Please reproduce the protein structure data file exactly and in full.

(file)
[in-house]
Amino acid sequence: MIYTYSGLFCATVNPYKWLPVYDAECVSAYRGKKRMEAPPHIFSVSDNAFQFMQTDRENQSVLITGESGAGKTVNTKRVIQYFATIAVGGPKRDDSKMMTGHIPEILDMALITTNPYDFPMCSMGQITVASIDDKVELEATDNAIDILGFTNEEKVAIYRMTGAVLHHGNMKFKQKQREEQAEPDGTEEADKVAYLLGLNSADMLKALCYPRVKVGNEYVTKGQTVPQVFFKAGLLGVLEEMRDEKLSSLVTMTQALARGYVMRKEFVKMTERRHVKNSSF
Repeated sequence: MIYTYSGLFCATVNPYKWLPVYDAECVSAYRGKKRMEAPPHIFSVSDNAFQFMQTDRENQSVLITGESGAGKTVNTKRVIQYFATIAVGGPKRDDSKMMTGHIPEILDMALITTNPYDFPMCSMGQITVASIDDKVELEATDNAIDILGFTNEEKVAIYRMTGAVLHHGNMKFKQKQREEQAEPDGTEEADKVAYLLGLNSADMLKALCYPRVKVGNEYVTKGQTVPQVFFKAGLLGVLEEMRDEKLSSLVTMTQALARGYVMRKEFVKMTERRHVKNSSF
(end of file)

[in-house]
Amino acid sequence: MIYTYSGLFCATVNPYKWLPVYDAECVSAYRGKKRMEAPPHIFSVSDNAFQFMQTDRENQSVLITGESGAGKTVNTKRVIQYFATIAVGGPKRDDSKMMTGHIPEILDMALITTNPYDFPMCSMGQITVASIDDKVELEATDNAIDILGFTNEEKVAIYRMTGAVLHHGNMKFKQKQREEQAEPDGTEEADKVAYLLGLNSADMLKALCYPRVKVGNEYVTKGQTVPQVFFKAGLLGVLEEMRDEKLSSLVTMTQALARGYVMRKEFVKMTERRHVKNSSF
Repeated sequence: MIYTYSGLFCATVNPYKWLPVYDAECVSAYRGKKRMEAPPHIFSVSDNAFQFMQTDRENQSVLITGESGAGKTVNTKRVIQYFATIAVGGPKRDDSKMMTGHIPEILDMALITTNPYDFPMCSMGQITVASIDDKVELEATDNAIDILGFTNEEKVAIYRMTGAVLHHGNMKFKQKQREEQAEPDGTEEADKVAYLLGLNSADMLKALCYPRVKVGNEYVTKGQTVPQVFFKAGLLGVLEEMRDEKLSSLVTMTQALARGYVMRKEFVKMTERRHVKNSSF